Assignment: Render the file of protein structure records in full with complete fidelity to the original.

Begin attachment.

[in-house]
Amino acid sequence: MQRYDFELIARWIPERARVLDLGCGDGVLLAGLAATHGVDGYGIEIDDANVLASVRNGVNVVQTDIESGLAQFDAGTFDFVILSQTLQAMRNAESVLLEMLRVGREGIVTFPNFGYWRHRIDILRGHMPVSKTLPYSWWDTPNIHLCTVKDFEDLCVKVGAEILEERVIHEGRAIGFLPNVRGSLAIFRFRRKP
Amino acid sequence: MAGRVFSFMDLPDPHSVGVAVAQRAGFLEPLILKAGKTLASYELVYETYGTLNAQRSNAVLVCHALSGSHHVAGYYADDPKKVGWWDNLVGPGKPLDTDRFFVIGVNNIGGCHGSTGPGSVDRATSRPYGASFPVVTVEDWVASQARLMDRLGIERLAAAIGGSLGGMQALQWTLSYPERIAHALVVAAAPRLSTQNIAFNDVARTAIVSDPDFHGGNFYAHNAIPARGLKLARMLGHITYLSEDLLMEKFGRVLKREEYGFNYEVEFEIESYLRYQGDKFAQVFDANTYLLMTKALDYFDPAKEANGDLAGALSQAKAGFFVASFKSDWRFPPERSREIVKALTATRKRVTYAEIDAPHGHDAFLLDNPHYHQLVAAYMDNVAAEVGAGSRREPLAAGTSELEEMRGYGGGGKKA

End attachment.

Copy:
[in-house]
Amino acid sequence: MQRYDFELIARWIPERARVLDLGCGDGVLLAGLAATHGVDGYGIEIDDANVLASVRNGVNVVQTDIESGLAQFDAGTFDFVILSQTLQAMRNAESVLLEMLRVGREGIVTFPNFGYWRHRIDILRGHMPVSKTLPYSWWDTPNIHLCTVKDFEDLCVKVGAEILEERVIHEGRAIGFLPNVRGSLAIFRFRRKP
Amino acid sequence: MAGRVFSFMDLPDPHSVGVAVAQRAGFLEPLILKAGKTLASYELVYETYGTLNAQRSNAVLVCHALSGSHHVAGYYADDPKKVGWWDNLVGPGKPLDTDRFFVIGVNNIGGCHGSTGPGSVDRATSRPYGASFPVVTVEDWVASQARLMDRLGIERLAAAIGGSLGGMQALQWTLSYPERIAHALVVAAAPRLSTQNIAFNDVARTAIVSDPDFHGGNFYAHNAIPARGLKLARMLGHITYLSEDLLMEKFGRVLKREEYGFNYEVEFEIESYLRYQGDKFAQVFDANTYLLMTKALDYFDPAKEANGDLAGALSQAKAGFFVASFKSDWRFPPERSREIVKALTATRKRVTYAEIDAPHGHDAFLLDNPHYHQLVAAYMDNVAAEVGAGSRREPLAAGTSELEEMRGYGGGGKKA